So, masks can help in not spreading those respiratory big droplets. I don’t know a pleasant way to say it, spewing stuff out into the air. And, obviously, it’s microscopic. So, even breathing close to someone is getting it out there.
Dr. Acton: (01:01:35)
Now, the biggest thing is to stop that spread, but we’re weighing in this country a lack of PPE. And plus, when people use masks, they touch their… they’re not often used well. So, the respirator masks, N95, have absolutely got to go to our frontline healthcare workers, our nursing home workers. We have nursing homes that are dangerously short of even the surgical masks, even the cloth masks.
Dr. Acton: (01:02:06)
So, I think, if you’re at home and you have one, or two, or three surgical masks, keep those. Re-use them. And definitely, again, in other countries, whenever you have any cold, people wear a mask because it’s seen as polite and it stops the spread of disease. And you’re sort of looked at funny if you’re out and coughing without one. But, if you’re using the surgical mask, keep a couple for yourself, please immediately give the rest of them to a local nursing home or your local health department because they don’t have them. And those folks are risking everything to be out there taking care of our loved ones.
Dr. Acton: (01:02:44)
Meanwhile, the cloth mask is a great alternative. And the CDC has always had guidance on using bandanas, scarves, any kind of cloth. So, I’m anxiously awaiting this guidance alongside you. But definitely, I think a lot of people have reached out to me. Remember, when Fran DeWine was here showing some of the-
Dr. Acton: (01:03:03)
People have reached out to me. Remember when Fran DeWine was here showing some of those cloth masks. I think it’s a great thing to be making. It’ll help all of us do this, but do it all the time. And we can use that when we’re out and about on errands.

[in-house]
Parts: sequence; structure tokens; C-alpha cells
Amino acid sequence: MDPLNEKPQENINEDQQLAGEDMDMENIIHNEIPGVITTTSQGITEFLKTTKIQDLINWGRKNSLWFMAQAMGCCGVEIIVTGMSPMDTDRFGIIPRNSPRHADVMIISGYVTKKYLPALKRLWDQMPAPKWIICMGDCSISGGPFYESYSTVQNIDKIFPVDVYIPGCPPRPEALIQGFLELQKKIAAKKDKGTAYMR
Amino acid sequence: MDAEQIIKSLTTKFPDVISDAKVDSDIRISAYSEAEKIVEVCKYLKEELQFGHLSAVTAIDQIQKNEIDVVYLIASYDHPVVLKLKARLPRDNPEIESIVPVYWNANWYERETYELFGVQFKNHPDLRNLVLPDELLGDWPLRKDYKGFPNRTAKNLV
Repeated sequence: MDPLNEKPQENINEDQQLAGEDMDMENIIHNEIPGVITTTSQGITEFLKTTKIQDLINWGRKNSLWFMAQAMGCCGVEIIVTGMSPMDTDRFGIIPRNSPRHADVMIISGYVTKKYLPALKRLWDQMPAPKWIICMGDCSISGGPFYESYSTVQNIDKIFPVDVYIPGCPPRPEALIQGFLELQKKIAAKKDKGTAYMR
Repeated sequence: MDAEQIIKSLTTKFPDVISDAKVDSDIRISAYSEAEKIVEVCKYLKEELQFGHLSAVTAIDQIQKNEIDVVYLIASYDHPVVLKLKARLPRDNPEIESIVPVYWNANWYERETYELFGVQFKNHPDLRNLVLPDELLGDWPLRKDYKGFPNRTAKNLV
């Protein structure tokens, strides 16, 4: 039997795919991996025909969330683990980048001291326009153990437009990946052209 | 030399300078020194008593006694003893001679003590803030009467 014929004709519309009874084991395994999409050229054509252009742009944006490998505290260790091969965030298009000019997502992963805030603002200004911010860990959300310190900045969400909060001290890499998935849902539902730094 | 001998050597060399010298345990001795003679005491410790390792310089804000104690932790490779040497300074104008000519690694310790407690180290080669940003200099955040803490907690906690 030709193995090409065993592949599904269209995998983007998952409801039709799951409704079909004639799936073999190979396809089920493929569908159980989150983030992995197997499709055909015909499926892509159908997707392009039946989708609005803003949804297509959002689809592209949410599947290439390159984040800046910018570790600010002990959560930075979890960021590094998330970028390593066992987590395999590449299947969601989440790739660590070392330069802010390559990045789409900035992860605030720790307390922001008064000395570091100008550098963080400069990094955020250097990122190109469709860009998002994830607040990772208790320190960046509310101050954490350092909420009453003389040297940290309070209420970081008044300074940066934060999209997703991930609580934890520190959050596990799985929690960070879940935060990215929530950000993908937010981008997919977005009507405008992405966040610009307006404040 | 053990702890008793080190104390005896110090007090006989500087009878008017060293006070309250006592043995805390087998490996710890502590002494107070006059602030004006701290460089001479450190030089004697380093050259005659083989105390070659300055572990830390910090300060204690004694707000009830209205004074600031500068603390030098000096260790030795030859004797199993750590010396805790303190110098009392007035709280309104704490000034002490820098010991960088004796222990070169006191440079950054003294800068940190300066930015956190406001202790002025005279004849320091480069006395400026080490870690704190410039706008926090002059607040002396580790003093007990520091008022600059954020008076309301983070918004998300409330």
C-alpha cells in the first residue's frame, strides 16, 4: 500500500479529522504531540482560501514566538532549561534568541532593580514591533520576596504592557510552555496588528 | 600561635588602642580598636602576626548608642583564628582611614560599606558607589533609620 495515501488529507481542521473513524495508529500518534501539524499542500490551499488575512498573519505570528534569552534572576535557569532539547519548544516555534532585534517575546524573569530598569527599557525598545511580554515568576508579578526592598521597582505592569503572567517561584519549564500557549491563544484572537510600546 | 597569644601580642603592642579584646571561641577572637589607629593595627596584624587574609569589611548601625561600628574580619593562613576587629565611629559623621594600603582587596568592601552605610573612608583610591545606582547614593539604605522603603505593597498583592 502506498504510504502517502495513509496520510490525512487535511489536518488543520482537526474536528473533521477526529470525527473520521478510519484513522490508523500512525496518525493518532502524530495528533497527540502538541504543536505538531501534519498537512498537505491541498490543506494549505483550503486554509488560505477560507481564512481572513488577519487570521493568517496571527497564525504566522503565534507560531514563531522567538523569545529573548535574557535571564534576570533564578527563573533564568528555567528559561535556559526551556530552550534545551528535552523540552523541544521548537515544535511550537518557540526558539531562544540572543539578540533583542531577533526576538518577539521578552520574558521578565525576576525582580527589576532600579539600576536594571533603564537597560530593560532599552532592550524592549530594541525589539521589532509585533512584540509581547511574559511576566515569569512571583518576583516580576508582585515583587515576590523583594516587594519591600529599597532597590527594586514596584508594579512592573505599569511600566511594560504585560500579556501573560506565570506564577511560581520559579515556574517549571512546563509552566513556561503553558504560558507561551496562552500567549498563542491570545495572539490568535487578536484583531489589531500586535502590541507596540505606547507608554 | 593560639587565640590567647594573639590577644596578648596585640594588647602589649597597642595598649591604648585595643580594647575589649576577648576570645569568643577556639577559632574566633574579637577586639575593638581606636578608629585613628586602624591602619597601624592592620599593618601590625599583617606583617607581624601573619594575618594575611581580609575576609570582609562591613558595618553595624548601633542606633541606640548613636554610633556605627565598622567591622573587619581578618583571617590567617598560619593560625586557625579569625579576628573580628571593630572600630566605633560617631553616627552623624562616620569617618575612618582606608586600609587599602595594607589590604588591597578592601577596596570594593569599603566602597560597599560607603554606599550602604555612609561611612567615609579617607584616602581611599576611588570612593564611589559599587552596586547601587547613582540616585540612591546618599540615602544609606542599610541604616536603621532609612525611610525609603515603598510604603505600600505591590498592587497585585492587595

Speaker 1: (01:03:16)
Dr. Acton: (01:03:16)
Adrienne R.: (01:03:21)
Adrienne Robbins, NBC4. My question is for the governor. You discuss possibly getting Ohio more ventilators this morning. The governor of New York described it as an eBay with 50 States bidding and FEMA bidding on top of them. Has that been your experience with trying to get more ventilators and do you have any concern that Ohio won’t be able to get more ventilators?
Mike DeWine: (01:03:44)
Well, we had the, I suppose the same experience as other States do. We’ve got 50 States. You’ve got the federal government. Everyone’s looking for the same things, but we also are exploring the possibility with Ohio companies to actually make the ventilators. So we’ll give you a report in the next few days kind of the numbers, everything by the numbers, exactly where we are because it’s not just the ventilators, it’s many other things that we’re looking for. Again, a lot of different ways to do it. We can go on the market, which we’re doing, but we also have the ability with some Ohio companies to produce some of these products. And so we’re taking every opportunity out there to figure this out.
Adrienne R.: (01:04:34)
Jon A. Husted: (01:04:35)
Just one little piece that I can add that I think we should probably update. I talked with Battelle this morning. They processed their first 3,500 masks for decontamination last night. They are ramping up as they get the masks in from the hospitals. You will continue to see that ramp up, which is a big, important part of making sure our frontline hospital workers have what they need.
Andrew W.: (01:05:05)